lunes, 26 de marzo de 2012

Diez Horas Mondovino hace su Debut Reino Unido


DIEZ HORAS DEL DOCUMENTAL MONDOVINO HARAN SU DEBUT EN EL REINO UNIDO

Mondovino, el documental del mundo del vino que dividio el mundo del vino hace ocho años, mostrara su versión completa de 10 horas en Londres en mayo 2012.

Mondovino es un documental que aborda los conflictos del mundo del vino dirigido y filmado por el director de cine Jonathan Nossiter. El film abarca temas como la globalización, la concentración de poder, la estandarización, la influencia de EEUU y la Vieja Europa en la industria del vino. El documental fue filmado en Francia, Estados Unidos, Argentina e Italia, con una cámara digital manual.

La industria del vino tal y como se ha conocido en el pasado se ha trasformado dramáticamente desde los años 80s hasta ahora. Tradicionalmente fue una industria más bien europea, local, de pequeños productores que les llevaba mucho tiempo y esfuerzo elaborar vino, de empresas pequeñas familiares que producían vinos valorados por su carácter único y reflejo de su terruño o lugar de donde procedían, con una relación estrecha y natural entre la tierra, el campo y el hombre. Casi una forma de vivir. Como es el caso de la familia Montille en Borgoña, que lucha por defender las pocas hectáreas de tierra de sus antepasados.

La industria de hoy ha ido transformándose en grandes empresas internacionales, basadas en la imagen, política e influencias, produciendo vinos homogéneos, de gusto internacional, sin un carácter especial y para satisfacer a un gran número de masas resultando poco personales y característicos. Los personajes de estas nuevas generaciones son Michel Rolland; el imperio vitivinícola de la familia de Robert Mondavi, de California, las familias aristocráticas italianas y francesas que se han acoplado o vendido al nuevo sistema, y Robert M. Parker, el crítico de vinos más importante del mundo y amigo íntimo de Michel Rolland.

TEN-HOUR MONDOVINO MAKES UK DEBUT

Mondovino, the wine documentary that divided the wine world eight years ago, is to be shown in its full 10-hour version in London in May.

Mondovino: The Series, by filmmaker and sommelier Jonathan Nossiter, will be making its UK debut at the Real Wine Fair, which will be held in London on 20-22 May.

Nossiter will be at the fair to introduce the series and for a question-and-answer session afterwards.

The basic premise of the film was that the notion of terroir had been lost in producing globally acceptable, fruit-driven wines.

When first released in 2004 in a two-and-a-half hour version, Mondovino (an Official Selection at the Cannes Film Festival) was widely acclaimed by critics, but bitterly criticised by many in the wine industry.

Robert Parker, for one, accused it of being `disingenuous', while a Decanter.com review said the editing was `too clever'.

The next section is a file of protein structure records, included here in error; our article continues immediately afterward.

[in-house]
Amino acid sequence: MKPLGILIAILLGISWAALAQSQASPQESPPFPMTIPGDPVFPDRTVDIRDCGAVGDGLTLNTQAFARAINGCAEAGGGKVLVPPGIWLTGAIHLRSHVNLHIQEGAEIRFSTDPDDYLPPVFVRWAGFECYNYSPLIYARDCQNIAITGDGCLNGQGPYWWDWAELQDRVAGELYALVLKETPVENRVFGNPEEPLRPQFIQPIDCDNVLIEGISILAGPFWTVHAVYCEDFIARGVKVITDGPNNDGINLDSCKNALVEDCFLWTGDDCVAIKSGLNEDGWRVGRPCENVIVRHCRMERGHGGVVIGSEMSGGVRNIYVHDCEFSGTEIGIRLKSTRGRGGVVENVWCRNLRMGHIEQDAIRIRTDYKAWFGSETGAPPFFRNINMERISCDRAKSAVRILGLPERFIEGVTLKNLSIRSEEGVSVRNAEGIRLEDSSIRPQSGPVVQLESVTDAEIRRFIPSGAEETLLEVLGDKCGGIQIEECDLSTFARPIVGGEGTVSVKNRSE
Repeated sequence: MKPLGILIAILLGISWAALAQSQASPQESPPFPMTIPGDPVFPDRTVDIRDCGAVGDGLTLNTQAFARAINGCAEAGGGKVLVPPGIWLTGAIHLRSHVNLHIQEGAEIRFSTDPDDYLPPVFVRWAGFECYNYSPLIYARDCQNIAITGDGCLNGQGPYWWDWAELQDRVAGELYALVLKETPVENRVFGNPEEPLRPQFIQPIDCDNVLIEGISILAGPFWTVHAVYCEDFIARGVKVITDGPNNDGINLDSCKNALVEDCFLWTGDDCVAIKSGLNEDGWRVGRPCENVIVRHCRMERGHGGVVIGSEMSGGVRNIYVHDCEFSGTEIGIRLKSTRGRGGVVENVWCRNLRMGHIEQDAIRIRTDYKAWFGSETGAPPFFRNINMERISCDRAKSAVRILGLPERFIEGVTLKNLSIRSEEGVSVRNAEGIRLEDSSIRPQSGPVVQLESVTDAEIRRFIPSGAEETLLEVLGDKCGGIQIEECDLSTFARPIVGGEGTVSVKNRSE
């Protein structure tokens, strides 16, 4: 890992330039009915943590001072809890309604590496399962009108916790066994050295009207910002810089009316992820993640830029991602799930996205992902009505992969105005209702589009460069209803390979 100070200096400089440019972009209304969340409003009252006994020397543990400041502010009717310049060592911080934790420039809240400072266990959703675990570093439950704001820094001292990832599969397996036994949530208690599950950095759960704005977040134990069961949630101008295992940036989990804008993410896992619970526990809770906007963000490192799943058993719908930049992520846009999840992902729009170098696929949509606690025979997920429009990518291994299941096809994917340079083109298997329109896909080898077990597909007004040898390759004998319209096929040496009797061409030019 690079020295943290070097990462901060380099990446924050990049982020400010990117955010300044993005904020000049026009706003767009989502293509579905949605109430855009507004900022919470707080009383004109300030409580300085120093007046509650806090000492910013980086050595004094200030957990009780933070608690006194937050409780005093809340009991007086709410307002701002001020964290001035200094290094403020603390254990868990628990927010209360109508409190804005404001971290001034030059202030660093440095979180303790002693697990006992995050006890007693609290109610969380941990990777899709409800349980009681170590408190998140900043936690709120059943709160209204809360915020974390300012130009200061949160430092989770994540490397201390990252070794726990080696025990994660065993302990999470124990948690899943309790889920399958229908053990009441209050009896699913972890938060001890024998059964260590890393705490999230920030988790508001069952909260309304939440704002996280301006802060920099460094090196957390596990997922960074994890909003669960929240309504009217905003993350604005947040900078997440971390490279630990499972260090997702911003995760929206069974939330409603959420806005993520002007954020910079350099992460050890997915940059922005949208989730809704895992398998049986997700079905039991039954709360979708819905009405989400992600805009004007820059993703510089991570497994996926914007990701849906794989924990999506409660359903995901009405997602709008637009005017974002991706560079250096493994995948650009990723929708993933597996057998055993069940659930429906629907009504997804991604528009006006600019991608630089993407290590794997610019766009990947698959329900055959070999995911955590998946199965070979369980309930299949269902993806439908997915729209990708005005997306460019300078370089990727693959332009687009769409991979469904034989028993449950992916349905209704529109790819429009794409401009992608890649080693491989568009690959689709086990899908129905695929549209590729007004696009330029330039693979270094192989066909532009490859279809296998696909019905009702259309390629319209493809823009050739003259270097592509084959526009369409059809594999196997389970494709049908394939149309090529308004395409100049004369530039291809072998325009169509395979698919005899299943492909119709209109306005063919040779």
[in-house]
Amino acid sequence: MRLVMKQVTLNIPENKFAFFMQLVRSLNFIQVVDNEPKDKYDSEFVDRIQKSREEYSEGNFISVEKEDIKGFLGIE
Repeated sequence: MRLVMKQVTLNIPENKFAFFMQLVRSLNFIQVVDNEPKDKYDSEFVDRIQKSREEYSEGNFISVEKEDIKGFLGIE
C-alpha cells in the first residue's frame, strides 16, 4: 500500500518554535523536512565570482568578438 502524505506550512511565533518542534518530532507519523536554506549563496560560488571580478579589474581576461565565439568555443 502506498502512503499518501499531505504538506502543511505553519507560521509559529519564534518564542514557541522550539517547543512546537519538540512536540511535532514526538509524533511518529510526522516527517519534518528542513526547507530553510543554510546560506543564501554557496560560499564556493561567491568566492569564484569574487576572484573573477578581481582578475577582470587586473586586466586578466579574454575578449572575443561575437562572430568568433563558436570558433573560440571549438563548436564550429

A year after release it was still causing controversy: in 2005 the Revue du Vin de France published comments from, among others, global consultant Michel Rolland, who is pilloried in the film for `worshipping money', as Aimé Guibert of Mas de Daumas Gassac puts it.

Despite his portrayal, Rolland conceded that even though some aspects of wine were badly represented in the film, the `essential thing was that it was talked about'.

Others had not forgotten being slighted. `We also have a passion for our terroir of which we are the guardians,' said California winemakers Garen and Shari Staglin, who were portrayed as moneyed, patronising new arrivals in Napa Valley.

Nossiter himself courts controversy. Replying to critics in 2005 he accused Parker contributor Pierre-Antoine Rovani of being `monolithic and unscrupulously self-serving', showing a `particularly grotesque…Orwellian inversion of the truth', and indulging in `McCarthyite smears'.

Shot in seven countries and in five languages throughout Europe and the Americas, Mondovino: The Series consists of 10 one-hour episodes.

It features interviews with Michael Broadbent, the Antinori and Frescobaldi families, Robert Parker, the de Montille family in Burgundy, Robert and Michael Mondavi discussing their attempt to buy land in Aniane in the Languedoc, which was bitterly opposed by Guibert, who is also interviewed. An entire episode is devoted to South America.

Nossiter told Decanter.com the film was `not intended for the big screen or to be consumed sitting down in one go'.

`If you do a marathon there is an overarching narrative but [the episodes] are meant to be dipped in and out of and picked at, sort of like a picaresque novel. So it's a different pleasure.'

Doug Wregg, the organiser of the Real Wine Fair told Decanter.com, `It is eight years since Mondovino was released, and the stories that it tells and the issues that it raises are still highly relevant today.'

Fuente: Decanter.com

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